7 Ways to Prepare Your Startup for Change

Throughout the lifecycle of your startup, change will be necessary at many points. Implementing innovations, changing company culture, and management methods require that change occur, and it will be vital to maintaining your edge. Before change can be implemented, your startup has to be prepared for it. Preparing adequately for change will ensure that the transition is smoother and more likely to stick. Here are seven key ways to get your company and employees primed for change.

1. Build Motivation for Change

Making the need for change clear is not always easy, particularly if it’s large scale change with lasting impact. Create motivation by emphasizing the end goal and encouraging employees to see change in a positive light. Start creating motivation right away so that changes will not come as a surprise.

 

2. Encourage Feedback

Establish channels for your employees to give open and consistent feedback. In order to adapt to change, people have to feel as though they have some agency. Encouraging honest feedback and listening to employee ideas and concerns will not only ensure that they feel as though they have control over the process, but may also allow you to discover better methods for implementing change. Your workforce is doubtless full of bright, motivated people. Providing means for feedback will allow you to use those skills.

 

3. Build Collaborative Teams

Creating an environment that encourages collaboration ensures that employees work together. Done properly, collaboration means that employees will learn from each other and encourage the sharing of innovative ideas. Collaboration should embrace diversity of thought and will eventually encourage improved critical and strategic thinking.

 

4. Learn From Previous Initiatives

It’s important to know what occurred during the implementation of previous initiatives. Find out what worked, what didn’t and what problems arose. Having access to this knowledge will help you map out an effective plan for your current project. Identifying people who might help or hinder your project is also part of learning from past initiatives.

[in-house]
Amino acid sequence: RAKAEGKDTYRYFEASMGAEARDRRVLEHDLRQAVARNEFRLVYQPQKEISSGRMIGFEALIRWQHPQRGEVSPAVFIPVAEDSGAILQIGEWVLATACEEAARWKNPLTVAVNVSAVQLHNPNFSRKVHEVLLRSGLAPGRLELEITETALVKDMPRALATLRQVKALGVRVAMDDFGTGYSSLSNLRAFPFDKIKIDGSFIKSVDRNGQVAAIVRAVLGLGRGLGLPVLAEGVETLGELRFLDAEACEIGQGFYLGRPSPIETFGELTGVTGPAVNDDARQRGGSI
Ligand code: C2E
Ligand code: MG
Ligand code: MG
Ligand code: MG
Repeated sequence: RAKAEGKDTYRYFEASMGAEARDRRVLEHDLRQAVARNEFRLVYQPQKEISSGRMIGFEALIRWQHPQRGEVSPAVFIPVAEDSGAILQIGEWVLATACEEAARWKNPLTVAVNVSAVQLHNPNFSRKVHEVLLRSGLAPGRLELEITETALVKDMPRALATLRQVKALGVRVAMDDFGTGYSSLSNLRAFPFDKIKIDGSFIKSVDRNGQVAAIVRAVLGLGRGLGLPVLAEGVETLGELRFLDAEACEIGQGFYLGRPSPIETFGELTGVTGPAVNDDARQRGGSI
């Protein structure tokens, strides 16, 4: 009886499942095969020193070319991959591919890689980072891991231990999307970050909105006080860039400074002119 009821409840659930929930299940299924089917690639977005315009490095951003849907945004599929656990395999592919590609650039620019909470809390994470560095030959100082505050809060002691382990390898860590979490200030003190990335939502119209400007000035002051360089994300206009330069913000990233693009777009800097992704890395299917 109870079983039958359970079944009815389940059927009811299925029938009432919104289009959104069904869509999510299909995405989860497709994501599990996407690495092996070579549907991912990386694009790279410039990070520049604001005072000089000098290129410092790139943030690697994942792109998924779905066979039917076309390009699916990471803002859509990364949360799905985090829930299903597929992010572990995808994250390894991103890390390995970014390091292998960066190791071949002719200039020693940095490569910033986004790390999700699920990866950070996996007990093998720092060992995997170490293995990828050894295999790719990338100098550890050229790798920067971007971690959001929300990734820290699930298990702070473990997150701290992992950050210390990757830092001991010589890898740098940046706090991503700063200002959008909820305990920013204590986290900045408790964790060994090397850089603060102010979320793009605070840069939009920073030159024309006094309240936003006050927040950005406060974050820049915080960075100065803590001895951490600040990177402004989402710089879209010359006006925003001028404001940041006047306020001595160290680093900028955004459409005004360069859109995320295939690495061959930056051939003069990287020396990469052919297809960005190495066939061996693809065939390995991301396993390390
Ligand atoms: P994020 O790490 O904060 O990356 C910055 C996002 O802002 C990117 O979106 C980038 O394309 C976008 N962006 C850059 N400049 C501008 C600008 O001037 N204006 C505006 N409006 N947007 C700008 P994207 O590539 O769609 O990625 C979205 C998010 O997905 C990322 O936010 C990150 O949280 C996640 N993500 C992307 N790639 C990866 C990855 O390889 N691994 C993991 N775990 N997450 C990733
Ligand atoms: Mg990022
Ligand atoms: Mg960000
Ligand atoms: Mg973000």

5. Create a Roadmap for Change

Implementing change with no plan in place is almost guaranteed to end in disaster. Identify not only the end goal, but also the process of change. Ask yourself the following: Who will be affected? What departments will change? What practices will have to change? Once you have answers to these questions you can implement initiatives to ease the change process. Gartner explains that “If the delivery of the change process does not include a clear understanding of the implementation mechanism, a communications plan, a marketing effort, incentives for change and a project focus, then the effort is likely to fail”.

6. Ensure that Networks of Communication and Support are Strong

Communication is key to ensuring that change occurs smoothly. Gartner analysts explain that “It is human nature to shift this discomfort to the new system, assuming that it is inhibiting their job, rather than recognizing the elimination of problems they had with the old system. Since most users won’t be actively reminding themselves of the improvements they get with the new system, someone else needs to make the improvements visible”. Building and maintaining an effective communications network allows people to be aware of what is going on and to participate more in the process should they want to. Support networks are similarly important as they allow managers and employees access to the tools they need to attain and maintain their equilibrium through the change process.

 

7. Set Smaller, Realistic Goals and Provide Incentives

Part of preparing for change is the setting of goals and outcomes, however if the goals you’ve set aren’t realistic, they will never be achieved. Use feedback and your own skill set to set reasonable goals. It’s also important to provide your team with incentives. Providing incentives gives people an impetus to reach goals and allows them to acknowledge when goals are reached. When planning for change, treat it as an incremental process. Doing so ensures that it won’t be quite so daunting.
In a time when change is necessary, it’s important to have the structures, skills, people, and tools in place to ensure that change is smooth and approached with enthusiasm. A little trepidation is inevitable as you venture into the unknown, but being prepared for it will ensure that this trepidation doesn’t give way to fear and hesitation.

Christopher Smith
Chris is the Lead Author & Editor of Change Blog. Chris established the Change blog to create a source for news and discussion about some of the issues, challenges, news, and ideas relating to Change Management.
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